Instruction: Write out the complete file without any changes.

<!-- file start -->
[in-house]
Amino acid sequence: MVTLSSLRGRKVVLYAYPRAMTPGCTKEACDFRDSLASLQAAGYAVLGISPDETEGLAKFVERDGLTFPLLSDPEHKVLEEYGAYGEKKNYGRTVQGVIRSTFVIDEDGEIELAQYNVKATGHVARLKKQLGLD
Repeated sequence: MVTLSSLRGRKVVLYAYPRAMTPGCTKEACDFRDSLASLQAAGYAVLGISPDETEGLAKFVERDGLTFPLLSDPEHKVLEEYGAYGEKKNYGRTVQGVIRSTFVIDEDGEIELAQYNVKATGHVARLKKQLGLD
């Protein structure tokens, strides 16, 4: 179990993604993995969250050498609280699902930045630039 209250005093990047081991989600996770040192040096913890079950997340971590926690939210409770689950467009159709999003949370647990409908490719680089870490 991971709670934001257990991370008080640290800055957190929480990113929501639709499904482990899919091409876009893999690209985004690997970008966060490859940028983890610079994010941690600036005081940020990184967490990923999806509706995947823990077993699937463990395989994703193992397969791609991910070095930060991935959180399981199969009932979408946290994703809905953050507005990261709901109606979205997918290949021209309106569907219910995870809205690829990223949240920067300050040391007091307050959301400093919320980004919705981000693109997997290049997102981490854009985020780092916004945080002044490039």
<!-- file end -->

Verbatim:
[in-house]
Amino acid sequence: MVTLSSLRGRKVVLYAYPRAMTPGCTKEACDFRDSLASLQAAGYAVLGISPDETEGLAKFVERDGLTFPLLSDPEHKVLEEYGAYGEKKNYGRTVQGVIRSTFVIDEDGEIELAQYNVKATGHVARLKKQLGLD
Repeated sequence: MVTLSSLRGRKVVLYAYPRAMTPGCTKEACDFRDSLASLQAAGYAVLGISPDETEGLAKFVERDGLTFPLLSDPEHKVLEEYGAYGEKKNYGRTVQGVIRSTFVIDEDGEIELAQYNVKATGHVARLKKQLGLD
């Protein structure tokens, strides 16, 4: 179990993604993995969250050498609280699902930045630039 209250005093990047081991989600996770040192040096913890079950997340971590926690939210409770689950467009159709999003949370647990409908490719680089870490 991971709670934001257990991370008080640290800055957190929480990113929501639709499904482990899919091409876009893999690209985004690997970008966060490859940028983890610079994010941690600036005081940020990184967490990923999806509706995947823990077993699937463990395989994703193992397969791609991910070095930060991935959180399981199969009932979408946290994703809905953050507005990261709901109606979205997918290949021209309106569907219910995870809205690829990223949240920067300050040391007091307050959301400093919320980004919705981000693109997997290049997102981490854009985020780092916004945080002044490039």